If I was teaching an early American history class, I would assign this right alongside the more "traditional" history texts. While many of
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Chalida
I learned so much from this book. It is much more than the speech, but how the origins of Lincoln's GA came about. The beginnings of slavery, why it flourished in the South, Lincoln's beliefs in the union as accordance the Constitution and the Declaration of Independence, strong positions of big vs small government, union vs. state's rights, are we whole or are we separate? Arguments going on in the political landscape of today. I've never been more appreciating of Lincoln's thoughtful wondering ...more
Joe
Nov 13, 2016 rated it it was amazing
Shelves: non-fiction, graphic
A fantastic book that traces the Civil War from the founding of the country to today. You know how people say that history repeats itself? After reading this book, I see how many of the political battles we see today have already happened, often multiple times. I came in thinking I knew a decent about the Civil War, and I left realizing that I knew next to nothing. Highly recommended to everyone.
Malcolm
Aug 10, 2013 rated it really liked it
For an introduction to the Civil War, I think this book is excellent. This should not be the end point of learning about it, but maybe for a reluctant reader who just wants to build a little background knowledge I could not think of a better way to start.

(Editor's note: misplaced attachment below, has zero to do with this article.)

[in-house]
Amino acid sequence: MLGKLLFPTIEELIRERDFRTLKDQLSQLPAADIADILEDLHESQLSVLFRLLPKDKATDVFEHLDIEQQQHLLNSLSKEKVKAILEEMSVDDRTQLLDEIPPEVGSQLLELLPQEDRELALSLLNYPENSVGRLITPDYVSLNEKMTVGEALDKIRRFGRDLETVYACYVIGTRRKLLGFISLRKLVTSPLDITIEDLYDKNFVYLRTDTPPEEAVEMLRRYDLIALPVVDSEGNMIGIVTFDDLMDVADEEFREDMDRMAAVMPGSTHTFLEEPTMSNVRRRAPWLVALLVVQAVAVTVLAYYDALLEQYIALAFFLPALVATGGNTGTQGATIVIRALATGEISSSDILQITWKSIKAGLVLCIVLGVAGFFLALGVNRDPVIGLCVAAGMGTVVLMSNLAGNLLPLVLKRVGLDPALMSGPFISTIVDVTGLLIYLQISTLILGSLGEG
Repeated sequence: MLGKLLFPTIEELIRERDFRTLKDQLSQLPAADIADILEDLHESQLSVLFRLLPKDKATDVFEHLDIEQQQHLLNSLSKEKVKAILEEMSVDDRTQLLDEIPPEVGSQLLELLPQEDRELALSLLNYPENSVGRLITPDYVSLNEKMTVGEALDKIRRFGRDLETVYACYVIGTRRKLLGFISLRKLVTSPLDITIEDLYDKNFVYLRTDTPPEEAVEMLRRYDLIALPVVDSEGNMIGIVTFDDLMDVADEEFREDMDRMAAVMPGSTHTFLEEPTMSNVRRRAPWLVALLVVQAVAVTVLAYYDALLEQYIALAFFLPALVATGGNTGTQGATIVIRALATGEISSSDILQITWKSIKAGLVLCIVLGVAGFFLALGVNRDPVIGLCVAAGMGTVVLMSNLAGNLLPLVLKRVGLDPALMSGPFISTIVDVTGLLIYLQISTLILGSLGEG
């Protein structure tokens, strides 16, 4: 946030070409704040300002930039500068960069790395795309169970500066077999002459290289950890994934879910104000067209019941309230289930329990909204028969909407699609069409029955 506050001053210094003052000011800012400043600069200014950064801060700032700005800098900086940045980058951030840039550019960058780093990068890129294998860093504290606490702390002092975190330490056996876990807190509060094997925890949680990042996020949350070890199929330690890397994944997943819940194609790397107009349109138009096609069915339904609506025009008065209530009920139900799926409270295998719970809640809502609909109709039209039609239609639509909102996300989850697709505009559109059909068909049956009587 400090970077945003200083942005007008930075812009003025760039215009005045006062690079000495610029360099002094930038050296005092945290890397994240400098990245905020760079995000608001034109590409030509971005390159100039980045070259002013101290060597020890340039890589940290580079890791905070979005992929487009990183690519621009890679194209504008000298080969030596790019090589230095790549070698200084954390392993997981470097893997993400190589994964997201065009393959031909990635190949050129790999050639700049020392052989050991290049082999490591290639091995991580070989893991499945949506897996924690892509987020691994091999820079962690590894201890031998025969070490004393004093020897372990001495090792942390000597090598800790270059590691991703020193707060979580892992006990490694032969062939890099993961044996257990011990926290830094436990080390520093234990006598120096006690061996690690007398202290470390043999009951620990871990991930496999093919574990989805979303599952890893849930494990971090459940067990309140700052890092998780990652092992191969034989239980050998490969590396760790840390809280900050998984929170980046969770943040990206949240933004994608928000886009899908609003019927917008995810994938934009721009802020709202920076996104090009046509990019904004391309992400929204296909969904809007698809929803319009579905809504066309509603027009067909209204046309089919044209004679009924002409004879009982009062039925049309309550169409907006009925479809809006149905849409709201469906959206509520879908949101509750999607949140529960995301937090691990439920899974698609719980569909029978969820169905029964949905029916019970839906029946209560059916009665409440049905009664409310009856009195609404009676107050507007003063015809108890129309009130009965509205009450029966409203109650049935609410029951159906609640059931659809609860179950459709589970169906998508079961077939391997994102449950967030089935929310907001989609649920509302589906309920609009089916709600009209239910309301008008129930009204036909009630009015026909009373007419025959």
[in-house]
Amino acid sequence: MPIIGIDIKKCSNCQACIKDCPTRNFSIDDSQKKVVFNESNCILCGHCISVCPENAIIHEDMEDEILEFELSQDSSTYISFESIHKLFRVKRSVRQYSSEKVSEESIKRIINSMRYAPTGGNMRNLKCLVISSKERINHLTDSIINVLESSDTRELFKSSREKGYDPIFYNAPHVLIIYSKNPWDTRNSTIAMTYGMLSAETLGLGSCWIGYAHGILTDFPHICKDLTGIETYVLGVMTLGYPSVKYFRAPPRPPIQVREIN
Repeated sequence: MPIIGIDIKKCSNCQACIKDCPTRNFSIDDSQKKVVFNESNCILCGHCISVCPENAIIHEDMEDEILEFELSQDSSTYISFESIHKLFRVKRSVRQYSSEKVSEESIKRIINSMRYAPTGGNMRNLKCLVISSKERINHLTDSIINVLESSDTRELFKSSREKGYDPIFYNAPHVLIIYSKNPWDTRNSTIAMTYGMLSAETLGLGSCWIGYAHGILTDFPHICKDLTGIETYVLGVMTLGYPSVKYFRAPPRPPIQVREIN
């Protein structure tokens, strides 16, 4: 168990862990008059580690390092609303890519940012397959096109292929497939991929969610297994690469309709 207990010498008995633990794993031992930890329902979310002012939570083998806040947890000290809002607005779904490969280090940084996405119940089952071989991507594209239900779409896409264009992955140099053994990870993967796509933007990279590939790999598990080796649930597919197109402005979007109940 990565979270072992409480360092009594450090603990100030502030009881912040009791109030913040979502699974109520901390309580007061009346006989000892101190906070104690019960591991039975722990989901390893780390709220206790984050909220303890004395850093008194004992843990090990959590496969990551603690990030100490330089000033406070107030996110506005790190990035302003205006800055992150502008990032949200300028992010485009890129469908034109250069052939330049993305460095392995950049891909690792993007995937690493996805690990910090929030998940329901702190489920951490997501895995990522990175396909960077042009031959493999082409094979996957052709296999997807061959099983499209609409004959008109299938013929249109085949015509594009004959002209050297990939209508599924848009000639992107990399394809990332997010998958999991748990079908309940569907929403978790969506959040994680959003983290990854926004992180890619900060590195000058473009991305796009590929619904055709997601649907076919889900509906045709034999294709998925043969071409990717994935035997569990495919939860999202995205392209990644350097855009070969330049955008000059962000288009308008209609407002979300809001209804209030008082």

One of the things that I really liked about it, was how it did not shy away from introducing some of the more complex issues.
Vincent Migliore
Jun 10, 2016 rated it it was amazing
The Gettysburg Address: A Graphic Adaptation is an amazing book about the civil war which clearly had a lot of research and commitment put into it. The art is phenomenal and it is very educating that should be taught in both high school and middle school due to the information being easy to digest, but very thorough. This is a good quick read and if you get the chance should definitely read it.
Matthew
This would be a superb work to use for a review of all of US History for an advanced placement student getting ready for the examination.
CaroKilia
Feb 12, 2016 rated it really liked it
A very compelling and clear explanation of the politics of the time. The organisation of the "chapters" around the words of the Gettysburg Address is a brilliant idea.
Ben Truong
Dec 12, 2019 rated it it was amazing
The Gettysburg Address: A Graphic Adaptation is a graphic novel written by Jonathan Hennessey and illustrated by Aaron McConnell. This graphic novel probes the implications of history through incisive analysis and compelling art.

The graphic novel examines possibly the most famous and influential speech in American history. It's not too long, being 271 words long and most Americans could regurgitate the speech verbatim, but few know the deeper meaning of the speech and the words used to craft it.
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Dakota Morgan
Jun 14, 2018 rated it it was amazing